Today there is an Academy museum, which displays the history of the organization and the awards ceremony. The Academy’s National Film Informations Service stores and offers records of the occasion. There are now numerous Academy lecture programs, many of which are named after Academy luminaries and have featured such speakers as Jerry Lewis and Carl Sagan. There are a number of scholarships, including the Nicholl Fellowship in Screenwriting, and grants, like the Film Scholars grants that support the study of films. The Academy Awards (now Oscars) is so much more than just an awards show.
The Academy Awards is an institution. It’s a movement. It’s an empire. What can business event organizers glean from it’s path to success?
1. Fill a need. In 1927, there wasn’t an organization in the United States that was actively granting awards for cinematic achievements. Although the film industry was definitely on the rise, a small group of individuals realized there was tremendous potential in filling this need and building a movement.
2. Build a movement. The Oscars is much more than just the night of the awards show. It’s an institution. It’s seminars, conferences and events. It’s foundations, scholarships, and councils. Just like Hubspot created the inbound movement and CMI can be credited with building the content marketing movement, the Academy can be credited with the film appreciation movement. Look beyond the live event. What movement are you a part of or are you creating?
3. Bring on the publicity. When the academy awards had the opportunity to be covered by a radio station in 1929, they took it. When television use in America reached a threshold large enough to merit a television broadcast of the show, they did it. Publicity has taken on a whole new meaning in the age of social media. Build online and offline communities. Use features like Ticket Boost to increase the reach of your brand, get social.
4. Leverage technology. At every step of the way, the Oscars sought to get the most out of technology available to them. Not only did they welcome radio and television broadcasts, but they also used theses technologies to augment the power of their events e.g. the Shirley Booth live broadcast from Philly in 1954 (referenced above). Today, event software, virtual reality, and interactive presentations are all event tech waiting to be tapped into.
5. The right speaker makes all of the difference. Choosing Bob Hope to MC for the first televised broadcast of the Academy Awards in 1953 was a coup de grace. An all-star television star for an all-star televised event. Think of how you can find speakers that are perfect for your event. The answer isn’t always in your industry. Take for instance Content Marketing World. Actor Mark Hamill and writer Ta Nehisi Coates might not seem like the right fit for a content marketing conference at first glance, but they both had a lot to say about telling stories.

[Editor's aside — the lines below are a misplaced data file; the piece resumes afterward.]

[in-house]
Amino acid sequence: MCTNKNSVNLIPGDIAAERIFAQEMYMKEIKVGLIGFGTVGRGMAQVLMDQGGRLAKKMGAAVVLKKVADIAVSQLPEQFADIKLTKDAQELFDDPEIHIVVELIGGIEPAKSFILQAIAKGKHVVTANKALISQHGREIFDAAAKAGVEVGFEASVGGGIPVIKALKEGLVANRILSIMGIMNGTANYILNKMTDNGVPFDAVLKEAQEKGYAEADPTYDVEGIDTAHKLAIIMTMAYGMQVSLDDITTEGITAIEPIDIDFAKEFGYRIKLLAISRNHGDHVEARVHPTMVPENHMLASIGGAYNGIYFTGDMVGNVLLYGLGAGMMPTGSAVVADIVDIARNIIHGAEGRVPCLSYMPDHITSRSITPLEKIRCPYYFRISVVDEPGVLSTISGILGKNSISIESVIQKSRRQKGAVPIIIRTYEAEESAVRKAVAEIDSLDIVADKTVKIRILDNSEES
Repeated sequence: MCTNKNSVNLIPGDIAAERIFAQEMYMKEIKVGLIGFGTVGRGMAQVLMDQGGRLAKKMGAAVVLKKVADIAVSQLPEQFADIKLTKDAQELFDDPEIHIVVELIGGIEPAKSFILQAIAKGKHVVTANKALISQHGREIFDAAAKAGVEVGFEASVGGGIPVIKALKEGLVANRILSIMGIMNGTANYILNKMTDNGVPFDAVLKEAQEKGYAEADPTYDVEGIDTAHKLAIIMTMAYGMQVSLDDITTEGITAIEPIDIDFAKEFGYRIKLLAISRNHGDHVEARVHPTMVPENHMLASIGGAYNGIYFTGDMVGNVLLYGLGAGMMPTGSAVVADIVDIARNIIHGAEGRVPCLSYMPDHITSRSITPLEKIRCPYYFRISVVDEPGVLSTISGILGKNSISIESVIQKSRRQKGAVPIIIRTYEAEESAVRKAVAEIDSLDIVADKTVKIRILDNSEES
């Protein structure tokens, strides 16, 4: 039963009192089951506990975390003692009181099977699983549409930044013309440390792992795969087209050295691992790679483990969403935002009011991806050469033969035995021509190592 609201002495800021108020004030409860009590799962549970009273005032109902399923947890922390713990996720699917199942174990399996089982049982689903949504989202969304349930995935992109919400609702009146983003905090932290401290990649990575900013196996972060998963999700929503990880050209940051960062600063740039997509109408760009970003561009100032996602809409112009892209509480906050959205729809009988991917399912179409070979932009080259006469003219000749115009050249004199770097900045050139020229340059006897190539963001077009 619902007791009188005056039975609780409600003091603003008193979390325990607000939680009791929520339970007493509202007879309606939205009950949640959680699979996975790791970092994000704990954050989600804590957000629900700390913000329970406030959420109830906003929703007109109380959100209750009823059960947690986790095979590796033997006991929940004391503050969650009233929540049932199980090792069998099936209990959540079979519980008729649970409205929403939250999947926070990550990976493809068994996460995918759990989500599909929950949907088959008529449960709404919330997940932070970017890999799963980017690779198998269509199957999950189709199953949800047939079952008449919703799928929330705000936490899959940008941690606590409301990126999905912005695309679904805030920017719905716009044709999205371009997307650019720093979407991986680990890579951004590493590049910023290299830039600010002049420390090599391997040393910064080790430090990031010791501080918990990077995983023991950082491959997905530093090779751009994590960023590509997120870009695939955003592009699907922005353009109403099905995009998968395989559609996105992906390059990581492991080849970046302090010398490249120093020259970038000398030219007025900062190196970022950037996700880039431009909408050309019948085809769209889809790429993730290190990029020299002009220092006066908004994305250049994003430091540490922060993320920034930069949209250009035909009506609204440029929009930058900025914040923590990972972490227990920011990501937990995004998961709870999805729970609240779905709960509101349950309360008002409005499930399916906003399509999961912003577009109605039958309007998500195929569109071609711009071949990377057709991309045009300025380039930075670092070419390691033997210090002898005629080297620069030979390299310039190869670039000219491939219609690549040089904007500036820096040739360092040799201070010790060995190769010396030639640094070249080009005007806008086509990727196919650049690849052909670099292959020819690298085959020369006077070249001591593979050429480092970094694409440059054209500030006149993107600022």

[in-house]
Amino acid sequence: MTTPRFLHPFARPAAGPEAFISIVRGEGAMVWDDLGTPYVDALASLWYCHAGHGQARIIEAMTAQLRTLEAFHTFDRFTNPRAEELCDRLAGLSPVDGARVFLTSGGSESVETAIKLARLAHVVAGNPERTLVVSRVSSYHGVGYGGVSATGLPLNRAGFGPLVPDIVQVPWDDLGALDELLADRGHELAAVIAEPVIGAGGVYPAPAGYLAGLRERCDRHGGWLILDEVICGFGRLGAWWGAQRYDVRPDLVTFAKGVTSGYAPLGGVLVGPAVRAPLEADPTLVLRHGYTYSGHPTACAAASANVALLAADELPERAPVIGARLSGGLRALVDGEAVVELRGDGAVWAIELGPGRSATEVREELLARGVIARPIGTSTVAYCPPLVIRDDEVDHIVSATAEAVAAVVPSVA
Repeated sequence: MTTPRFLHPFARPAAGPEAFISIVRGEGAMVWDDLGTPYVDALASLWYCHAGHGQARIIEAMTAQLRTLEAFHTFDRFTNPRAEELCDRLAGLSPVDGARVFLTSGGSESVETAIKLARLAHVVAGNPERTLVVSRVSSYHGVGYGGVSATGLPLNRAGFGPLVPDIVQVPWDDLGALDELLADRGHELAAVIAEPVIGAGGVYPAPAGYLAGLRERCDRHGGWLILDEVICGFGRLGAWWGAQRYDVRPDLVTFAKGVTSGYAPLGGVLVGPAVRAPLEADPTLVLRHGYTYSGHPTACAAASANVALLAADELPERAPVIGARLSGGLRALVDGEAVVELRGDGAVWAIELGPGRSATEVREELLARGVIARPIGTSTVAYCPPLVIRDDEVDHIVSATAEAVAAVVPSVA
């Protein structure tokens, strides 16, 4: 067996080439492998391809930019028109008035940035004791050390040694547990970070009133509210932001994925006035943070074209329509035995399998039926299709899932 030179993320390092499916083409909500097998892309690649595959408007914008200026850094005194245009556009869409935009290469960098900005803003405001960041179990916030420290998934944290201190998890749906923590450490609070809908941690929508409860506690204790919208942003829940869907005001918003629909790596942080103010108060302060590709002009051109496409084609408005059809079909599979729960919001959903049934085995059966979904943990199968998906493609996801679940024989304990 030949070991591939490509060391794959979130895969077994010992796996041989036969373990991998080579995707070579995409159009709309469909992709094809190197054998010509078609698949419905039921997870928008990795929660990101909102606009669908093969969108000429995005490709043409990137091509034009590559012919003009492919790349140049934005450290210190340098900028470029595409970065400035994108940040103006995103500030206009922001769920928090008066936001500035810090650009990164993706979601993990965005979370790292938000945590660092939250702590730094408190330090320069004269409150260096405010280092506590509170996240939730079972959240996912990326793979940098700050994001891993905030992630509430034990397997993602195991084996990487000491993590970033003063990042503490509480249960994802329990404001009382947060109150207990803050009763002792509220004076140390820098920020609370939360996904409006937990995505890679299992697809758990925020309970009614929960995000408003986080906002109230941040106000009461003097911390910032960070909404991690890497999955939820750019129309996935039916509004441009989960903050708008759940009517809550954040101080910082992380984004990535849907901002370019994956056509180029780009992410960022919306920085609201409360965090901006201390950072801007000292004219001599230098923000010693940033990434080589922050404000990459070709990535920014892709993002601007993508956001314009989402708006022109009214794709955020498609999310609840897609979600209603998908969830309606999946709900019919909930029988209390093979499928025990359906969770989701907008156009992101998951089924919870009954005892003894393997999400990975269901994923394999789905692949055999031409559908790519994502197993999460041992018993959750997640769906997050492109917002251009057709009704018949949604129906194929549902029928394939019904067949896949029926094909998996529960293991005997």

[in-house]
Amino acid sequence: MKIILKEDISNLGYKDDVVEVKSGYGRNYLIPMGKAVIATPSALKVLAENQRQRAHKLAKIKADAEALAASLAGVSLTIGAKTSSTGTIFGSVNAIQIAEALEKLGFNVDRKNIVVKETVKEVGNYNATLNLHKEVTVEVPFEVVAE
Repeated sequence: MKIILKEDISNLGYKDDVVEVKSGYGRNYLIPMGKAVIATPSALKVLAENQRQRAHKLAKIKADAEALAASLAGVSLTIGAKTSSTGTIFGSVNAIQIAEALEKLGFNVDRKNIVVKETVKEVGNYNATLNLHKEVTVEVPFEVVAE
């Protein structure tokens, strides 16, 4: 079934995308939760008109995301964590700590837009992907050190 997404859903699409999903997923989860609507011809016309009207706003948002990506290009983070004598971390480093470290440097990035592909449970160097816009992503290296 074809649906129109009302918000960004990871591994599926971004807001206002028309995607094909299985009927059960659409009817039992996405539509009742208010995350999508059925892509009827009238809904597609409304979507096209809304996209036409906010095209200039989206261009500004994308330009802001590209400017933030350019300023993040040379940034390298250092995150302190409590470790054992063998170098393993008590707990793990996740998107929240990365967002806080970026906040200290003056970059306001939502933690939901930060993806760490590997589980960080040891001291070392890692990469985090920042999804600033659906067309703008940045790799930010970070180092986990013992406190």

6. Brand power. Aside from a general theme of film appreciation, viewers across the Globe have an idea of what to expect from the event: a charismatic host, an evening of well-dressed celebrities, and of course, tiny golden statuettes. What sort of touches can you incorporate into your event to make it stand out?
7. Listen to your attendees: If people start calling your Academy Awards event the Oscars, there might be something there...
8. (Re)brand power. In 2012 at the 85th awards ceremony, the Academy rebranded the awards show to the Oscars to make them seem less stuffy. You heard that right, after 80 plus years of going by one name, the Oscars decided to go by another. If the data supports it, it’s never too late to rebrand your event.
9. Food is good. Dinner played a central role in the Academy’s origins and it continues to play a crucial role in the world of the Academy Awards ceremony that we know today. A little food and a little drink go a long way to bringing people together. Even if your main conference isn’t serving a dinner buffet, find ways to tie in meals. That could be lunches, snack breaks, or all post-event dinners.
10. Everybody love competition. Even if you might not like participating in competition, you have to admit: it’s pretty fun to watch. Having awards at your event will increase engagement and involvement from your attendees. The Event Tech awards and the Cult’s The Gathering jump to mind as great examples.
11. In good time. The Academy Awards wasn’t an overnight success. The first event had 270 people. On top of that, the organizers thought it would be a good idea to announce the winning results three months in advance. To the modern day reader that might seem like a no-brainer, but hindsight is twenty-twenty. As the time passed, the vision of the Academy’s evolved. The same will be the case with any event. Be patient.